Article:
As “Iron Man Three” opens, superhero and ego fatigue seem ready to set in, with a brittle Robert Downey, Jr. and a little-is-too-much Gwyneth Paltrow, but it only takes a few short scenes for the movie to find its own footing. This is a Shane Black movie through-and-through, down to a reliance on one-on-one banter scenes rather than huge canvases and a Christmas setting (see: “Lethal Weapon,” “The Last Boy Scout,” “The Long Kiss Goodnight” and his 2006 directorial debut, “Kiss Kiss Bang Bang”). Sometimes, the one-on-one banter is even more micro, pingponging between Tony Stark and Tony Stark. For about an hour in the middle, “Iron Man Three” (as spelled out on screen) is a genial throwback to the 1990s wisecracking for which Black was highly compensated, especially in his exchanges with a Tennessee moppet who is slated to be a Future Industrialist Of America by his keen skills of observation and toe-to-toe verbal sparring with Downey. Titanic, incomprehensible action scenes set in darkness in industrial settings of no consequence eventually surface, more deadly than any monsters from the id. Until then, there are many measured pleasures within the lightly sketched caterwauling mayhem. Having Downey outside of the tin can for most of the movie is an improvement; having Jon Favreau’s character off-screen (for a good reason) is another. Downey’s understatement with the riffs in Black’s script (co-written with Drew Pearce) is sometimes little more than a mutter of interior monologue revealed; as Black told the Guardian in 2009, ” Real people in real situations don’t stop and wait for their gags to be registered and applauded. They just chuck them out as they go along.” (The superfluous line “I just stole a poncho from a wooden Indian” works because of the damped wonder in Downey’s delivery.) But even the smallest corners of the frame pop with details (including the usual roster of product placement), including a local newspaper that resembles a penny shopper but bears the slogan, “Your Life Since 1883.” Guy Pearce makes a sly adversary, even while embodying the film’s most outrageous transformations, including the baring of his own meaty torso. Invocations of real life violence will either ground the fantasy or crash it to earth, depending on your worldview: the shadows left by vaporized figures as at Nagasaki and Hiroshima become a major plot point, and terrorism in public places is shown. (“It’s not politics,” Stark says, making it political, “It’s just good, old-fashioned revenge.”) Yet there is brute skepticism about the creation and sustenance of bogeymen, which yields the movie’s strangest, most unlikely passage, which I will only describe as a scene from a never-made Beatles movie involving a man called Trevor, “Trevor Slattery.” It’s only one of several whip-smart, careening plot twists of sometimes gratifying intelligence. Ben Kingsley is on hand as a figurehead of international terrorism called “The Mandarin,” patterned after Osama bin Laden by way of Hollywood mustache-twirling and with strange verbal cadences that suggest George W. Bush with a few extra marbles in his mouth. A “Zabriskie Point”-style interlude, with the sustained detonation of Tony Stark’s Xanadu is missing only product placement, missing the trick of having detonated Audis and Sun Oracle Exadata servers and Bud Lights and Calumet Indian baking powder rushing over our heads in 3D. With Rebecca Hall, Don Cheadle, Jon Favreau, Miguel Ferrer, Ben Kingsley. 129m. Widescreen. (Ray Pride)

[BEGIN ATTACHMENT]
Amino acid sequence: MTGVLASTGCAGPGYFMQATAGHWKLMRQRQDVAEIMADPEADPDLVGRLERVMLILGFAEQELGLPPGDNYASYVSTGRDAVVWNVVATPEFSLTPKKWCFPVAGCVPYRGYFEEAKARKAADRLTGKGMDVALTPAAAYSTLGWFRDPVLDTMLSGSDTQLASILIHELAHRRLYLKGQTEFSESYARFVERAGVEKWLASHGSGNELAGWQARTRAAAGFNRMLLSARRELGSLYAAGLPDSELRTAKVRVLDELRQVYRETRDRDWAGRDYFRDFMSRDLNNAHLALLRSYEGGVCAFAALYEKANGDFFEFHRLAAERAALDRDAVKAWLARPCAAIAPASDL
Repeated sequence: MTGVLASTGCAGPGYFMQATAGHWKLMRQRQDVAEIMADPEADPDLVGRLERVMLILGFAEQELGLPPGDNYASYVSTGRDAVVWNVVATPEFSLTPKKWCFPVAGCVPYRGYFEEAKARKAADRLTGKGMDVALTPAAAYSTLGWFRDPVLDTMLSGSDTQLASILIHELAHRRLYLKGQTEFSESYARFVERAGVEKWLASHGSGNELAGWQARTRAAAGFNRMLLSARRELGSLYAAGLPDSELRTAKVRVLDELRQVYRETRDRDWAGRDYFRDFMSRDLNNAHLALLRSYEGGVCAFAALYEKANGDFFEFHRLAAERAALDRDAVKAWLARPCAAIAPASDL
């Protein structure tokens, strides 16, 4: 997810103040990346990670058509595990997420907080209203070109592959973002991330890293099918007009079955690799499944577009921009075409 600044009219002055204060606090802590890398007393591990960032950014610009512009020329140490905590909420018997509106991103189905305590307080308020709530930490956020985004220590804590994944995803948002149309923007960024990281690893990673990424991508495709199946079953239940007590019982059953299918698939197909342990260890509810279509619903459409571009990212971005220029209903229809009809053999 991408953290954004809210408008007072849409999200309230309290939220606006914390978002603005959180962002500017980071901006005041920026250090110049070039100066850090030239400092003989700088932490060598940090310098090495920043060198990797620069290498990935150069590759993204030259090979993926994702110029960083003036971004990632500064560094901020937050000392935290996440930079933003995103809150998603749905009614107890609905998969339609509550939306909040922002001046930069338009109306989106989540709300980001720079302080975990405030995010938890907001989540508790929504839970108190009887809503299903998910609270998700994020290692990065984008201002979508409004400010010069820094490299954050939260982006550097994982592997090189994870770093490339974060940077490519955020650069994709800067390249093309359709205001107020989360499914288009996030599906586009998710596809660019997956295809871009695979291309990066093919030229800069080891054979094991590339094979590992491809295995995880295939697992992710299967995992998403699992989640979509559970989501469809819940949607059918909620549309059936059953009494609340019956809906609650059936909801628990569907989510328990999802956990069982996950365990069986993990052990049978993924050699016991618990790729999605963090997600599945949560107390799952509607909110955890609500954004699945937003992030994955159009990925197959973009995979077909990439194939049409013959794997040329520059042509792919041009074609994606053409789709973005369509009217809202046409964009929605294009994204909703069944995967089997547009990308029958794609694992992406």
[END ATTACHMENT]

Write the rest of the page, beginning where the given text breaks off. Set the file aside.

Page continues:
“Marvel’s Iron Man Three” opens Friday. And it’s in 3D!
Ray Pride is Newcity’s film critic and a contributing editor to Filmmaker magazine.
His history of Chicago “Ghost Signs” in words and images will be published in Spring 2022.